Lifting Slings- Which Should I Use?

Courtesy of Will Dunn

So you have decided to perform a lift with the use of lifting slings. Which ones should you chose? Webbing slings, round slings, wire rope or chain slings? Truthfully, the choice is yours, obviously.

If you are reading this article it is most likely because you are not in the habit of making mistakes, especially when they involve lives at risk if for instance the load dropped due to improper slinging. Good, you are aware!

All types of lifting slings should be issued a certificate of conformity before being used, this should meet all LOLA requirements, if your sling does not have a certificate it is not safe for use until inspected by qualified personel such as an inspection body.

Lets start by looking at wire rope slings. Manufactured from strands of wire rope twisted and crimped together to form a suitable sling usually with eyes at each end, wire rope is made to order and you can pretty much request any setup you desire. Many people like wire rope slings because it is seen as a strong safe secure rigging method however we all realise that slings are only as safe as their safe working load, if a wire rope sling says SWL 5T and you put a ten ton load on it do not be surprised if it breaks, ‘you are what you rate!’

Round slings are endless polyester strops enclosed with hard wearing seamless sleeves are colour coded to their specific safe working load (unless made specifically for the entertainment industry, they are usually black to make them less sightly). Round slings are the softer choice for lifting slings, offering less damage to smooth or polished surfaces, perfectly ideal for lifting objects in a choke position such as tubes and pipes, featuring very low stretch. Endless round straps are the most cost effective strop to purchase.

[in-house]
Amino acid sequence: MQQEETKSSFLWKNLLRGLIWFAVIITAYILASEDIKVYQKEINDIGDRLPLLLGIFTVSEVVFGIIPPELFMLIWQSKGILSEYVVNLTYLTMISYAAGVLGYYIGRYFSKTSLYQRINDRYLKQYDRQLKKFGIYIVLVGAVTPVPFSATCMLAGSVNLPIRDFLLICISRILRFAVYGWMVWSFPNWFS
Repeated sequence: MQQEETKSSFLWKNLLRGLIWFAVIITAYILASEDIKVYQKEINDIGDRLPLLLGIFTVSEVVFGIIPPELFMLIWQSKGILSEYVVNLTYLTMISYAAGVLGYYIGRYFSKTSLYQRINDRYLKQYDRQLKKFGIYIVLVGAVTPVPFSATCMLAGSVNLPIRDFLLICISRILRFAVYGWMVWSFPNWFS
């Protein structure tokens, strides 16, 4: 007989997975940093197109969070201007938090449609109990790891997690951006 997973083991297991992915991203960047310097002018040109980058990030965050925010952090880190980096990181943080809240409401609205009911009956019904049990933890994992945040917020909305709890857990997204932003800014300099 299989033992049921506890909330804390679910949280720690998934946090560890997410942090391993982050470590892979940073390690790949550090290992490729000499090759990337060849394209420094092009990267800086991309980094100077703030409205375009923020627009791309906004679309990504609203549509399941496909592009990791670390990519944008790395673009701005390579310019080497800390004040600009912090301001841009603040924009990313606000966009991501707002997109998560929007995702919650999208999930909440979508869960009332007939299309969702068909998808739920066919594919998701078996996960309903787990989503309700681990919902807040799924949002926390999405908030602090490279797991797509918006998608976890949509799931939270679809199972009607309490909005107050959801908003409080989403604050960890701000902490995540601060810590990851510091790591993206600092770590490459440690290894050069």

Webbing slings are flat belt straps with flat eyes at each end. Usually manufactured to duplex level featuring double ply for extra safety. Made from 100% polyester webbing and colour coded to the relevant safe working load, supplied with certificates as standard (or they should be). Webbing slings are commonly used over chains and wire ropes due to their ability to be more flexible and lighter, they will also offer little damage to the load to help reduce scratching and denting to loads being lifted. Wide flat webbing offers greater surface contact.

Chain slings – the most common grades are grade 80 and grade 100 slings. Grade 80 slings are the most cost effective but if you require lighter higher quality slings with increased safety you may require grade 100. Chain slings are sometimes used in conjunction with webbing or round slings. However they are mostly used to lift very heavy bulky loads on a regular basis, most overhead cranes lift their loads with chain slings when used intensively. Chains will not wear as easy as fabric alternatives and are seen by some as a safer alternative.

To conclude, Lifting slings and chains can be selected to suit the load better than other but ultimately it is the choice of the crane operator (or rigger).

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